Rahbāniyya
(503 words)

(a.), monasticism. The term is derived from rāhib [q.v.] “anchovite, monk”; it occurs in the Ḳurʾān once only, in a complicated passage (sūra LVII, 27) that has given rise to divergent interpretations: “And we put in the hearts of those who followed Jesus, compassion and mercy, and the monastic state ( rahbāniyya ); they instituted the same (we did not prescribe it to them) only out of a desire to please God. Yet they observed not the same as it ought truly to have been observed. And we gave unto such of them as believed, their reward; but many of them have been doers of evil.”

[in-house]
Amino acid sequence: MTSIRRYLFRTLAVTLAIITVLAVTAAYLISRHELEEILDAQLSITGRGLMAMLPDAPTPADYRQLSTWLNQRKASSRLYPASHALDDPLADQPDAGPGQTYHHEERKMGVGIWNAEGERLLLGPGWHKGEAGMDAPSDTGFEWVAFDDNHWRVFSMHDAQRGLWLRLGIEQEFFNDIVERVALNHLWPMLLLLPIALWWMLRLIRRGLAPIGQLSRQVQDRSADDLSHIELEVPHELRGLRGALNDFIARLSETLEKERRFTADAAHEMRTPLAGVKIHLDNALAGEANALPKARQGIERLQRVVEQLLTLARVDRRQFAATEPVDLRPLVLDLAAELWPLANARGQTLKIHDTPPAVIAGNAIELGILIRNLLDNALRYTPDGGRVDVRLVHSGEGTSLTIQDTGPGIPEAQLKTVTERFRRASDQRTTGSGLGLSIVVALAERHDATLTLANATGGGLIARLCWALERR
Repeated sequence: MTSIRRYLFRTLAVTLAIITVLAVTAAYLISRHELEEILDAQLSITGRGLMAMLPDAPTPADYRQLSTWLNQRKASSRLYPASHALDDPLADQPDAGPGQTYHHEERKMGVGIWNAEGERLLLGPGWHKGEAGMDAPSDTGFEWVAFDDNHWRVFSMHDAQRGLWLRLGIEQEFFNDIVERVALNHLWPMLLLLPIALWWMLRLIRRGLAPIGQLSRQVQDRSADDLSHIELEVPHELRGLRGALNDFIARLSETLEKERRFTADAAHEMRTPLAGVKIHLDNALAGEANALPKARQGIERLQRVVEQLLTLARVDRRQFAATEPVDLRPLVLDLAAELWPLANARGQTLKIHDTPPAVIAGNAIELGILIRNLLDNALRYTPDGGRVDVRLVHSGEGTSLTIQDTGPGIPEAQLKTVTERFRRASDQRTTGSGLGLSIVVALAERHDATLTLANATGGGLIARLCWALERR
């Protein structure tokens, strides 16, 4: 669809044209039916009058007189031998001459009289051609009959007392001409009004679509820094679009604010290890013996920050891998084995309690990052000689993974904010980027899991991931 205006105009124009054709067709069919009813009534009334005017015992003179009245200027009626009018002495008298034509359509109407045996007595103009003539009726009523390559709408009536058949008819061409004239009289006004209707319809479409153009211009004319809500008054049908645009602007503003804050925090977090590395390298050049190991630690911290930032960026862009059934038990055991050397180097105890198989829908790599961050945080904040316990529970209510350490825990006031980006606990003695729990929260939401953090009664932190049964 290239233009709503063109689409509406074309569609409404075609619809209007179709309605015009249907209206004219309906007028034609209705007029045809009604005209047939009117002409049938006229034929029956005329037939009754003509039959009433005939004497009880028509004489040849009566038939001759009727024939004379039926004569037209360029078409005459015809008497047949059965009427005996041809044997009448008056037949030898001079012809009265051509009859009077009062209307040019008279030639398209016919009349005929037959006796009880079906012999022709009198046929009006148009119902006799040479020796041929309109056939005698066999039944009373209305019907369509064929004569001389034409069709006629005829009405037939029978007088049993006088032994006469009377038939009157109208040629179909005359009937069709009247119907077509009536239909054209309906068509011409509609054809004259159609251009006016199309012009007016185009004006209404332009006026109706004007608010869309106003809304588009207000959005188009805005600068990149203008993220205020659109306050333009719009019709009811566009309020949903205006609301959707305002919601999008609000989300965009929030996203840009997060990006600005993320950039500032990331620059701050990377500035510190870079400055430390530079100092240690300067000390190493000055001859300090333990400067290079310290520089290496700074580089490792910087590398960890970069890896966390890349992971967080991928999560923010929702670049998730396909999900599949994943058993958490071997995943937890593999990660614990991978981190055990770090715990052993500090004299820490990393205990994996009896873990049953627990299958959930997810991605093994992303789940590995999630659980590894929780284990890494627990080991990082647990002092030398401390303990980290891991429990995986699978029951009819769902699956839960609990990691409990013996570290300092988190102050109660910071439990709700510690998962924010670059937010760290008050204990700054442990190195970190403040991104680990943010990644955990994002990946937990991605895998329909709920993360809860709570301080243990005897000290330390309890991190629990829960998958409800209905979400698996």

According to some of …

Cite this page
Wensinck, A.J., “Rahbāniyya”, in: Encyclopaedia of Islam, Second Edition, Edited by: P. Bearman, Th. Bianquis, C.E. Bosworth, E. van Donzel, W.P. Heinrichs. Consulted online on 17 November 2018 <http://dx.doi.org/10.1163/1573-3912_islam_SIM_6191>
First published online: 2012
First print edition: ISBN: 9789004161214, 1960-2007



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